DAYTONA BEACH, Fla. -- Maybe for the first time ever in his career, Dale Earnhardt Jr. was just another guy during all the buildup to the Daytona 500.
Danica Patrick was the star all week, giving Earnhardt rare secondary attention status at Daytona. And she kept it up Sunday, running in front of Earnhardt most of the day while becoming the first woman to lead the race.
She had Earnhardt covered, until the end.
A last-lap shuffle moved Earnhardt past Patrick to his second consecutive runner-up finish in the Daytona 500. Jimmie Johnson, Earnhardt's Hendrick Motorsports teammate, was the winner.
So was Patrick in many ways, despite watching Earnhardt, her former boss, zoom past her on the final lap. Patrick finished eighth, the first woman to post a top-10 showing in the Daytona 500.
In some ways, Earnhardt and Patrick are kindred spirits, two racers with enormous mainstream popularity, but two drivers who are much-maligned as being overhyped while underdelivering on performance.
So they understand each other and respect each other. And Sunday, in NASCAR's biggest event, they raced each other hard, each with a chance to win on the last lap.
When the white flag waved, Patrick was a surprising third. Earnhardt was right behind her.
Not for long. Earnhardt, a comparative old pro at this event, gave Patrick a restrictor-plate lesson. He made his move, got out of line, got a push from an older pro, Mark Martin, and they freight-trained by Patrick. A few other drivers did as well.
"Dale did a nice job," Patrick said, with Earnhardt sitting next to her in the media center. "He showed what can happen when you plan it out at the end and get that momentum. He taught me something."
That didn't start Sunday. Earnhardt was instrumental in helping Patrick get where she is. He put her in his Nationwide Series car when she made the move from IndyCar.
They are good friends, but they were all-out competitors Sunday. It was every man, or woman, for himself when the Daytona 500 was on the line with one lap to go.
"We got a lot of help from Mark Martin [who finished third] at the end," Earnhardt said. "I was hoping he was thinking what I was thinking. We got a run on the backstretch, but we couldn't keep it going into Turn 4. I lost my help and couldn't get to Jimmie."
Patrick didn't get any help at the end, but Earnhardt said her performance Sunday shows she can race with the big boys.
"She's going to make a lot of history all season long,'' he said. "It's going to be a lot of fun to watch her progress. Every time I've seen her in a hectic situation, she always remained calm. She's got a level head. She's a racer. She's smart about her decisions. She knew what to do today as far as track position and not taking risks.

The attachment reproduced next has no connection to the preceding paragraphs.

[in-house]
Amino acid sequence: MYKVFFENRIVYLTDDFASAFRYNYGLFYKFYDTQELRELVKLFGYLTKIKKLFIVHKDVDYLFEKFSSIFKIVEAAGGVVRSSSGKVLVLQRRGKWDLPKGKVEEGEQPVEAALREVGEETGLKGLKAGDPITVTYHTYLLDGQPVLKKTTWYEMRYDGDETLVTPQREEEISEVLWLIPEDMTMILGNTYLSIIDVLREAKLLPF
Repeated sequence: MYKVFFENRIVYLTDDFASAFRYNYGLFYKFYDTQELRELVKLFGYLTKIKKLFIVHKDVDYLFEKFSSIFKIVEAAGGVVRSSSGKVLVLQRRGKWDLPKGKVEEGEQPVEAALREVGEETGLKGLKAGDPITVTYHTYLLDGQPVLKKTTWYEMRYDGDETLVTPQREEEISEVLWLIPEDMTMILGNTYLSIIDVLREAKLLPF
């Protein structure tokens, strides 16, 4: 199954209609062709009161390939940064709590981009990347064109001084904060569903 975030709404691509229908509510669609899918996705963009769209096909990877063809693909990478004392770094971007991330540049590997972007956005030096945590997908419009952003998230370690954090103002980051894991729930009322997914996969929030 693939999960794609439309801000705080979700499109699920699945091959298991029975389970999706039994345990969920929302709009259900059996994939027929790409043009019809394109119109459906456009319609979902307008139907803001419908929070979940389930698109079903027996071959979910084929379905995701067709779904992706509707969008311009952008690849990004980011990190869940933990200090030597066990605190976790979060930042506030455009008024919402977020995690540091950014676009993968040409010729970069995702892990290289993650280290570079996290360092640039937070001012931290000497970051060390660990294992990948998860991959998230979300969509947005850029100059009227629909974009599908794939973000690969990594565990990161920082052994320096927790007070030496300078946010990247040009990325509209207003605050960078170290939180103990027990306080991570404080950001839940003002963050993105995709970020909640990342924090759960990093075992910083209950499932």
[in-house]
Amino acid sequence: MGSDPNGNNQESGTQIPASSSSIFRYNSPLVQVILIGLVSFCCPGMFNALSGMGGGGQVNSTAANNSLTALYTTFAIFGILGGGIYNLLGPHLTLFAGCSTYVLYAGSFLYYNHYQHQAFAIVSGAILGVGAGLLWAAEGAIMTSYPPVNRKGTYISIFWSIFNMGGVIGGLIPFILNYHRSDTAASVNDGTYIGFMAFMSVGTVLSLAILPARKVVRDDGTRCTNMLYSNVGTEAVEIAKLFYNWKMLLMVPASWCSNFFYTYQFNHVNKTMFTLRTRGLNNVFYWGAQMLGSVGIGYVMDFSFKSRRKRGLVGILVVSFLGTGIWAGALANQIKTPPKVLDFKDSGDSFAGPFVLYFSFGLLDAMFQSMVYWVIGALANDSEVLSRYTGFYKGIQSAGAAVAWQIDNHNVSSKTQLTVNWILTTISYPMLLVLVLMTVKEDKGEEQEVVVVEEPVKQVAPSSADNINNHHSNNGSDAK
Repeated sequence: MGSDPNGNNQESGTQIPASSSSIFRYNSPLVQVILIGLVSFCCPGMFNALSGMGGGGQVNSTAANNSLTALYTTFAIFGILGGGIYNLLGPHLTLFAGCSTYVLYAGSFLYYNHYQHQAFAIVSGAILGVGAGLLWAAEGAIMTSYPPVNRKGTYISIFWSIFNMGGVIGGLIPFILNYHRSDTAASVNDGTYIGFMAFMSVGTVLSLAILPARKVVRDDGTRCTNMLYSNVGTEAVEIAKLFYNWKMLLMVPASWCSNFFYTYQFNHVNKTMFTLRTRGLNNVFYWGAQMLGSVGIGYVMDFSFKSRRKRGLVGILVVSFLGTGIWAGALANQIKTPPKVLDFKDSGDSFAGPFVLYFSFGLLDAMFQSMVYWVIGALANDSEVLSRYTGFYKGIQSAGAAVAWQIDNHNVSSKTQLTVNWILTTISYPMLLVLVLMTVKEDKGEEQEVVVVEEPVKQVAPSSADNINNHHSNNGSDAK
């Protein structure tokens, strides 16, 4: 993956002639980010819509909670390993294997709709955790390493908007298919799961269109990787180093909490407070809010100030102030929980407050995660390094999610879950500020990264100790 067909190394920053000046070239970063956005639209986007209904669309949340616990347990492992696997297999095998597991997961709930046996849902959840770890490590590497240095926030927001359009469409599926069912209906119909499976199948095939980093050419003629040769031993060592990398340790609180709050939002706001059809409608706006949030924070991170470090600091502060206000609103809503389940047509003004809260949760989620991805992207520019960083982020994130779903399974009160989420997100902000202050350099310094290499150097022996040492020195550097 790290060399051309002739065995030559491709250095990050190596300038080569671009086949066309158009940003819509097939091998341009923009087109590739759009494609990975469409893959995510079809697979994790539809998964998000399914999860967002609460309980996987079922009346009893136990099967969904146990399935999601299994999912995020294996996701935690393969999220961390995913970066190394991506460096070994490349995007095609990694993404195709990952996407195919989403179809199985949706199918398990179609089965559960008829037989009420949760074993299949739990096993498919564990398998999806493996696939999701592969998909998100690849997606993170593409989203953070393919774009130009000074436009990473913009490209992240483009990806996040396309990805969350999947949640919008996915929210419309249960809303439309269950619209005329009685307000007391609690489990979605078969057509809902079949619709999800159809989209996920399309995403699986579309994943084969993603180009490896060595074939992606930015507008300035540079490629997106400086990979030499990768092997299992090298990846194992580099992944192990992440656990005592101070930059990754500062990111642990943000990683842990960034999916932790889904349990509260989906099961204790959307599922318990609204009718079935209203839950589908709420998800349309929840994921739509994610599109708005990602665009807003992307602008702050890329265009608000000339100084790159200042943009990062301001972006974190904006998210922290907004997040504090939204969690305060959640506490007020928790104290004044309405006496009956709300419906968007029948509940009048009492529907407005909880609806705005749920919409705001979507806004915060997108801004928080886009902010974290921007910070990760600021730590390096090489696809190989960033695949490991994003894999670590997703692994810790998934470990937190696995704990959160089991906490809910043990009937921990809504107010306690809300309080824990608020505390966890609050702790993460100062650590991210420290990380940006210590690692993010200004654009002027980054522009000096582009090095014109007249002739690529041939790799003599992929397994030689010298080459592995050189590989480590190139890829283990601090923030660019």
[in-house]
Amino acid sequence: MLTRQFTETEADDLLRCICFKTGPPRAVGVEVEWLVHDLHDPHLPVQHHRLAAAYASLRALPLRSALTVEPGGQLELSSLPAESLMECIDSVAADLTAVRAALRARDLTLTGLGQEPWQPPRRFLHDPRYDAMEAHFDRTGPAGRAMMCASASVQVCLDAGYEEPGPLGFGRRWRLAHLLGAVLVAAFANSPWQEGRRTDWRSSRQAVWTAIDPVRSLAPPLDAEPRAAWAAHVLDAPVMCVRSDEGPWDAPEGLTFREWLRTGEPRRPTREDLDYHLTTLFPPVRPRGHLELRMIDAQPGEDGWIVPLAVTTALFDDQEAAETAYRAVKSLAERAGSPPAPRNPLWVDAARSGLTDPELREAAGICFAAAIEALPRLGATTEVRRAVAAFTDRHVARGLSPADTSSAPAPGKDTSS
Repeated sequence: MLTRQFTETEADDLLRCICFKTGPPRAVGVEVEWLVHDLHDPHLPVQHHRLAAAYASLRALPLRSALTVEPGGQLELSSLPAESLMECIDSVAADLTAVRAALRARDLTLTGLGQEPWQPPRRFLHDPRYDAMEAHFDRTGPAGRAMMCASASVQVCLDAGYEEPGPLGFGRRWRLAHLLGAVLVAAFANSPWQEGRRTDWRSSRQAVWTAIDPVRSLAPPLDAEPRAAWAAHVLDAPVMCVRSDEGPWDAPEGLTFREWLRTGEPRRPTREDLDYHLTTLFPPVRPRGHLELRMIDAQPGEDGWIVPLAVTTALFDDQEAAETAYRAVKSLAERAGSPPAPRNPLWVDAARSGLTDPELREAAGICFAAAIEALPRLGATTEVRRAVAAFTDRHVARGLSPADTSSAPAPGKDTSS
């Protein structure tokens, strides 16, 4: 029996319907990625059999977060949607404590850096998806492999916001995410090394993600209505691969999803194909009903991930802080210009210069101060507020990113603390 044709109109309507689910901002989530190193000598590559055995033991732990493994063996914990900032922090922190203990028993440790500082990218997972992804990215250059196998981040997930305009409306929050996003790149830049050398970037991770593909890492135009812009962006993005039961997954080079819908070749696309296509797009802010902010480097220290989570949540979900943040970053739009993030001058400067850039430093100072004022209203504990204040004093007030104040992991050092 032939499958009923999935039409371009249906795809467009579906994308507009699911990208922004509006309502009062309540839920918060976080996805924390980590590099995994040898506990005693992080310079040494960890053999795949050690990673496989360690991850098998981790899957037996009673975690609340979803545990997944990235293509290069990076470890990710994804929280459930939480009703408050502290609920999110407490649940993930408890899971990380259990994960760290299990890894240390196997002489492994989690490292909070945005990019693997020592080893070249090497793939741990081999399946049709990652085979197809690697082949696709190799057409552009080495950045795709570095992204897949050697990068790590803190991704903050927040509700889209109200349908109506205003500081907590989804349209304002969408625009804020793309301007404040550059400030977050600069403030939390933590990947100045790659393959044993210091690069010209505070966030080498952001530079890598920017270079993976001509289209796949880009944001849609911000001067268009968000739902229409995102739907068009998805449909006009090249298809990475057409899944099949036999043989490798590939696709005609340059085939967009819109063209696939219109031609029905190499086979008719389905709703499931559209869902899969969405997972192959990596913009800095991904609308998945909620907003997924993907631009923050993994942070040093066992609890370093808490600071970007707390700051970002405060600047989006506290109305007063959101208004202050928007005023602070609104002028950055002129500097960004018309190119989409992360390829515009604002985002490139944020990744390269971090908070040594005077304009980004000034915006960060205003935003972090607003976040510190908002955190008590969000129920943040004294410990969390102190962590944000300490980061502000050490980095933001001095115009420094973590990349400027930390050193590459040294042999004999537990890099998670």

"I had no problem drafting with her," Earnhardt said. "She was good all week. But I was trying to get the best finish I could and have a shot to win the race. I was going to go with who I thought would help me move forward. Sometimes she was in that spot and sometimes she wasn't."
Earnhardt, the 2004 Daytona 500 winner, has finished second in three of the past five Daytona 500s. Last year was one of the best seasons of his career before he was sidelined for two Chase races with the effects of a concussion.
He believes starting 2013 with a strong run at Daytona can give his team the momentum it needs for a big year.
"This was a great finish for us, and we're going to be strong this year,'' he said. "I think it's important to get off to a good start, points-wise. We're a good team. Hopefully we can keep the pressure on, stay in the top five and win some races. I really want to win more races. That's our focus."
Earnhardt ended his four-year losing streak last season with a victory at Michigan. He believes more victories are the key to winning a championship in 2013. He's convinced the No. 88 Chevy team has bigger and better days ahead.
Earnhardt also believes better days are ahead for NASCAR, despite the horrific crash Saturday in the Nationwide Series race that injured at least 28 fans, and a Daytona 500 Sunday that didn't have much action until the final laps.
"I noticed something last night,'' he said. "There's a different vibe. People seemed more excited about what was about to happen. I think the sport is headed in the right direction. That's a motivator for me. It feels like we're on the right track."
Earnhardt feels the same way about his team. He has something to prove. So does Patrick.
Earnhardt wants to show he can contend for the Cup title. Patrick wants to show she can race competitively with NASCAR's best drivers.
They are the biggest celebrities in the sport, but they want to be seen as respected racers more than pop stars.
On this day at Daytona, they both reached that goal.